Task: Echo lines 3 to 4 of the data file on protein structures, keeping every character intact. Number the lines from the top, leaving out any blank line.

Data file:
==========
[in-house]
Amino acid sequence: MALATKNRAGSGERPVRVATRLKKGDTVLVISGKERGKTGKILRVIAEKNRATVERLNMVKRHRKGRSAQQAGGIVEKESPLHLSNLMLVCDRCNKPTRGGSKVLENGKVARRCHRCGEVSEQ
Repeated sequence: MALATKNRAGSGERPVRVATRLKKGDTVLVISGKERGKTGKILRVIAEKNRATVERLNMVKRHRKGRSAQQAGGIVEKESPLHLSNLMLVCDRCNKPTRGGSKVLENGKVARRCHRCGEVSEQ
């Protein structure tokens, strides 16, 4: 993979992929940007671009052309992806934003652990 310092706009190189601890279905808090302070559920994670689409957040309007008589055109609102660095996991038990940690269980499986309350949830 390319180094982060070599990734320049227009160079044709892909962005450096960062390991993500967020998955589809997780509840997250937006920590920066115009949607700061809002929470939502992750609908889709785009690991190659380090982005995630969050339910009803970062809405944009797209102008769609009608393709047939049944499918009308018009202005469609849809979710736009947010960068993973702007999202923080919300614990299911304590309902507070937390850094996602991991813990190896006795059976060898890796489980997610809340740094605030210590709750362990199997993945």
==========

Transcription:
Repeated sequence: MALATKNRAGSGERPVRVATRLKKGDTVLVISGKERGKTGKILRVIAEKNRATVERLNMVKRHRKGRSAQQAGGIVEKESPLHLSNLMLVCDRCNKPTRGGSKVLENGKVARRCHRCGEVSEQ
């Protein structure tokens, strides 16, 4: 993979992929940007671009052309992806934003652990 310092706009190189601890279905808090302070559920994670689409957040309007008589055109609102660095996991038990940690269980499986309350949830 390319180094982060070599990734320049227009160079044709892909962005450096960062390991993500967020998955589809997780509840997250937006920590920066115009949607700061809002929470939502992750609908889709785009690991190659380090982005995630969050339910009803970062809405944009797209102008769609009608393709047939049944499918009308018009202005469609849809979710736009947010960068993973702007999202923080919300614990299911304590309902507070937390850094996602991991813990190896006795059976060898890796489980997610809340740094605030210590709750362990199997993945």